Achievements of Kanishka : The greatest king of the Kushana was Kanishka. The date of his accession to throne has been the subject matter of much controversy. According to some his reign began in A.D. 78 and his era is known in history as Sakaera. According to the other view he ascended the throne in about A.D. 120.
Kanishka’s relation with the previous Kushana rulers, such as, Kadphises I and 11 is not definitely known. But Kanishka was undoubtedly a great conqueror and a successful warrior.
Chinese, Tibetan, and Indian sources alike bear testimony to wide conquests affected by Kanishka. Kanishka led various expeditions. The Saka Satraps in Gujrat and Malwa in Rajputana offered their loyalty to him. He warred with the Parthians on the west and led an army across the Pamirs. His coins have been found in Mathura and Benaras. Kashmir was also a part of his territory. His Central Asian possessions included Bactria, Afghanistan, Kashgarh, Yearkhand and Khoan.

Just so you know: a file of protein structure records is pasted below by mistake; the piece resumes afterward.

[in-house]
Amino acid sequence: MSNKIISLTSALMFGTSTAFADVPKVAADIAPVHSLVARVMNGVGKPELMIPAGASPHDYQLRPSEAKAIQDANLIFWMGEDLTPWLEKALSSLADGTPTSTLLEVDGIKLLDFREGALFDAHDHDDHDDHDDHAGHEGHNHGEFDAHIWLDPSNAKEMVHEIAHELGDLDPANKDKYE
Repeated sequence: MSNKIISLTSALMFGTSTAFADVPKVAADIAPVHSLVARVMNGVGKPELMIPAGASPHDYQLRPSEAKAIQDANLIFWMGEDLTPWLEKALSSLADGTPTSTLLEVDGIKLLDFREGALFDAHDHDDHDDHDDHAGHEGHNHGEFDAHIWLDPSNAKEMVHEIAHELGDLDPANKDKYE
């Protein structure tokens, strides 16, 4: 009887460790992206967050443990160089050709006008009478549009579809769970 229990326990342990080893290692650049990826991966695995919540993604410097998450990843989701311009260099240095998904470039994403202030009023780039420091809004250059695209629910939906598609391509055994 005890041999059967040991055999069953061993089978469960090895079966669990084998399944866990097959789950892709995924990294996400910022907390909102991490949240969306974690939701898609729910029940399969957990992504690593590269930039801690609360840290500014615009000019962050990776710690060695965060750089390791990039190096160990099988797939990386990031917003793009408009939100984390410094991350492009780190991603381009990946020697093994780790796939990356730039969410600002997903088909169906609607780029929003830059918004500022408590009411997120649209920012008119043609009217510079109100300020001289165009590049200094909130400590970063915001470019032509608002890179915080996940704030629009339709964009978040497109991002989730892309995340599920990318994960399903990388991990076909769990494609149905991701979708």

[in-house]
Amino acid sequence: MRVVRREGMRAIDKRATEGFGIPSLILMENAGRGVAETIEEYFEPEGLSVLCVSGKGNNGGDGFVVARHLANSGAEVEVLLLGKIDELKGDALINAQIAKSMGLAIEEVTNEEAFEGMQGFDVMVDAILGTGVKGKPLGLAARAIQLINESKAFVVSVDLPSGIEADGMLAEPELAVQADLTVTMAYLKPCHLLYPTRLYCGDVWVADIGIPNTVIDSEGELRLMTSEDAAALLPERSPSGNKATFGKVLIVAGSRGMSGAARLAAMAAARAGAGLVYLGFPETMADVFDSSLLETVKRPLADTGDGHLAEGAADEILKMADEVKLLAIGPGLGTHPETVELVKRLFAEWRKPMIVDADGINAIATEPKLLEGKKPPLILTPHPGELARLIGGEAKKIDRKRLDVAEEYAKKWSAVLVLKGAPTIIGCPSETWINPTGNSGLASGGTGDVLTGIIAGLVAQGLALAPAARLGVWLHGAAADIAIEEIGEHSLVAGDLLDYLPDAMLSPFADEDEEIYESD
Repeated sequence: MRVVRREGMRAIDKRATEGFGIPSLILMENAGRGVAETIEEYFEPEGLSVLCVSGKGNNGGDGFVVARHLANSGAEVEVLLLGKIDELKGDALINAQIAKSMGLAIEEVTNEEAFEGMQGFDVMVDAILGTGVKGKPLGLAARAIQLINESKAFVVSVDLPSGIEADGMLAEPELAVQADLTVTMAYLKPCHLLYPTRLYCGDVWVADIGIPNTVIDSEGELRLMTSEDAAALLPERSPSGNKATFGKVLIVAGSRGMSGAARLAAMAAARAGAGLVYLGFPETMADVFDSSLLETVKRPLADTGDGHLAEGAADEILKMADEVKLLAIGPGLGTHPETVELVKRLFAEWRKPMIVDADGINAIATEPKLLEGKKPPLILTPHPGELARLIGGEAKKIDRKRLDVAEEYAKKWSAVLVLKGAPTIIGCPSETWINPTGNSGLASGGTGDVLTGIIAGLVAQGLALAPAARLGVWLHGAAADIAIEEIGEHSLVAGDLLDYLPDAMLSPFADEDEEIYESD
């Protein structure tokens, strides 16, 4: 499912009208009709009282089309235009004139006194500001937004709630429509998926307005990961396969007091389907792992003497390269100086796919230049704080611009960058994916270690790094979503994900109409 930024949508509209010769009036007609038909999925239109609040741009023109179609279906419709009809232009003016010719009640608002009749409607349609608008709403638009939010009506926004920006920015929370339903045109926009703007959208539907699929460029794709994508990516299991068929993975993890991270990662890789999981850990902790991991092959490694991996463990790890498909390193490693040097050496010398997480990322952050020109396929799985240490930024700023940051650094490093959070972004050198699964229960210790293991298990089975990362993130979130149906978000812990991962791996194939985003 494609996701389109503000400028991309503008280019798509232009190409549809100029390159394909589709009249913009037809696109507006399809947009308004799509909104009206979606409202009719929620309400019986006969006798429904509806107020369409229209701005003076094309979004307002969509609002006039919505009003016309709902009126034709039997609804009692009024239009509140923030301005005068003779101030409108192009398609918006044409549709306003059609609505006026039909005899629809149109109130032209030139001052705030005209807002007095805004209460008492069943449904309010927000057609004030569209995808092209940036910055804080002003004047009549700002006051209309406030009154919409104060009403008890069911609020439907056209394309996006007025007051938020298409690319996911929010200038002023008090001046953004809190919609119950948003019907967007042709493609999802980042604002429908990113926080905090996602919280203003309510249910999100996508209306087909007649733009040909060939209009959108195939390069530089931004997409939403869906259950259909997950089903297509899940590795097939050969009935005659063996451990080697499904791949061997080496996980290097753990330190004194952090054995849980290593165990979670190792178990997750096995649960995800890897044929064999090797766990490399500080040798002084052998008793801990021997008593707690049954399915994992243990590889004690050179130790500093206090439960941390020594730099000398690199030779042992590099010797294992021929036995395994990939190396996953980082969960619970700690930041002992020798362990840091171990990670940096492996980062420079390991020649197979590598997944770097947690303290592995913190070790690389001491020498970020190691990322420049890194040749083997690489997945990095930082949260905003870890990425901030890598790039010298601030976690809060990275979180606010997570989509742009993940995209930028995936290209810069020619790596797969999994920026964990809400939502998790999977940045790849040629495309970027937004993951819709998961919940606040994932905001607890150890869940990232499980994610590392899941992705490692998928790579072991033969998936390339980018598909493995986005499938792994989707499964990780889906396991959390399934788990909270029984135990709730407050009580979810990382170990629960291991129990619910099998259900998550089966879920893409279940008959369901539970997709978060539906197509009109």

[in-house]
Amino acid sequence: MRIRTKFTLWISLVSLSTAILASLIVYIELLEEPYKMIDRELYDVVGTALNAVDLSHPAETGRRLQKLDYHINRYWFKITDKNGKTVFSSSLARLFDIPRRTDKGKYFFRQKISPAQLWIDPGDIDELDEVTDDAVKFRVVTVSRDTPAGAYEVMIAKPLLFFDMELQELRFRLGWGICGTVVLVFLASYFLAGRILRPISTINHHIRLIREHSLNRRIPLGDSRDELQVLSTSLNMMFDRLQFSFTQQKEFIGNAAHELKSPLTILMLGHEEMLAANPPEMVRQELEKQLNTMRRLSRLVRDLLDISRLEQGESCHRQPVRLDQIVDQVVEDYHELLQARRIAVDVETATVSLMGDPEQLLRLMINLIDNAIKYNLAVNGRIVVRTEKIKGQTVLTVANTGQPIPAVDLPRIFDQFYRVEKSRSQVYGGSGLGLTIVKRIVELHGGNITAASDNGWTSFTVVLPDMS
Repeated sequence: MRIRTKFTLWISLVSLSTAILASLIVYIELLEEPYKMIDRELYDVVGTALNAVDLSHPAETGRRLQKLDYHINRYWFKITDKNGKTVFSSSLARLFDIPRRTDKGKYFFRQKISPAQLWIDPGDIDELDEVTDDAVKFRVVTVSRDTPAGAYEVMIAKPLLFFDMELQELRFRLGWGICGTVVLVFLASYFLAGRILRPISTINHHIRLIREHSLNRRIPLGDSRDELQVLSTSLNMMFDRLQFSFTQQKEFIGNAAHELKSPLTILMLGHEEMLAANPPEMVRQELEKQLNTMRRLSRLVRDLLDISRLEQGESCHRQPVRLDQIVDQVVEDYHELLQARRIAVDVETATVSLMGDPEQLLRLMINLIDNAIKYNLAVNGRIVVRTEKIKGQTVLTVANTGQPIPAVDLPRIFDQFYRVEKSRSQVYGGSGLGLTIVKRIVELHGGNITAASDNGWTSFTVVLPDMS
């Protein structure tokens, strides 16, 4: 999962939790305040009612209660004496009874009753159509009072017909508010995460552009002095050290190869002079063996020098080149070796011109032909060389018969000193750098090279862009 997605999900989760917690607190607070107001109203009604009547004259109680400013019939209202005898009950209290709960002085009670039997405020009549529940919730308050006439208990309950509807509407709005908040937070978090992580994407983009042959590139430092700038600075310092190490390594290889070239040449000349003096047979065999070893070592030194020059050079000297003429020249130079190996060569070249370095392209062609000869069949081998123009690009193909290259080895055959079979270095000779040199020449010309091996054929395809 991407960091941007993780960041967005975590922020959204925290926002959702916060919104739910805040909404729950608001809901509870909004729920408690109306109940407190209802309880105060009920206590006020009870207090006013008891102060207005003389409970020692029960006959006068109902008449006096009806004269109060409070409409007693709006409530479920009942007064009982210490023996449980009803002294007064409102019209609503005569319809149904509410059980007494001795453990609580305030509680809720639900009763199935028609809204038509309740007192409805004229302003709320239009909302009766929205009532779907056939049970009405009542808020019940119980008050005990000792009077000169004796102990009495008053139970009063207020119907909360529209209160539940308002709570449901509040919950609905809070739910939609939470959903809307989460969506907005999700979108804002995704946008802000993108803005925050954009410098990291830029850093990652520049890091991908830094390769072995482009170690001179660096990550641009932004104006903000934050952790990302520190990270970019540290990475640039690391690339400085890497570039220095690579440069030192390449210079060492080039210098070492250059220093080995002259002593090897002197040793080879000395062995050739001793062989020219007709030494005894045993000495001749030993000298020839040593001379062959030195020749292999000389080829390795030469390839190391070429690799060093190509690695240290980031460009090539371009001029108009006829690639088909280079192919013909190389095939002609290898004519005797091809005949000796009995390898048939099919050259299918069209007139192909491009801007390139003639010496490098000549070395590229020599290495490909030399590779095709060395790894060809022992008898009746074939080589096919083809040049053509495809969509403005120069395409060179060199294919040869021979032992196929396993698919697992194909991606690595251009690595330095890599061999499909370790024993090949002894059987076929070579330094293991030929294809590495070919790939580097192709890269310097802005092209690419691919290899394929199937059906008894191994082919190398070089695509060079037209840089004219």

In the latter part of his reign Kanishka came into conflict with the Chinese emperor. It has been said that Kanishka suffered reverses in the north-west and the north-east because of the victorious progress of Pan-chao, a famous general of the Chinese emperor. However, Hiuen-Tsang speaks of a Chinese prince detained as a hostage at Kanishka’s court. Hence it is not definitely known which side actually suffered reverses. In any case there was no diminution of his empire in India during his life time. His capital was Purushapura (Peshawar) in Gandhara.
The fame of Kanishka rests not so such on his military conquest as on the patronage of Buddhism. His personal faith was Buddhism. The Buddhists claim that Kanishka was almost like a second Asoka to their religion. He convoked the last Buddhist Council and prepared authorized commentaries of the scriptures. This Council was held at Kashmir (or Jullundur) and gave its seal of ascent to the Mahayana doctrine. His court was graced by well-known scholars like Asvaghosha, Nagarjuna, Parsva, Vasumitra and Charaka.
Though a great patron of Buddhism, Kanishka was tolerant to other creeds. He was also a liberal patron of Indian art and literature. The famous Gandhara School of arts and the Mathura style of art and the relic tower monastery built at Purushapura provide ample evidences of his notable artistic achievements. Above all, the dynasty of Kanishka opened the way for Indian civilization to Central and Eastern Asia.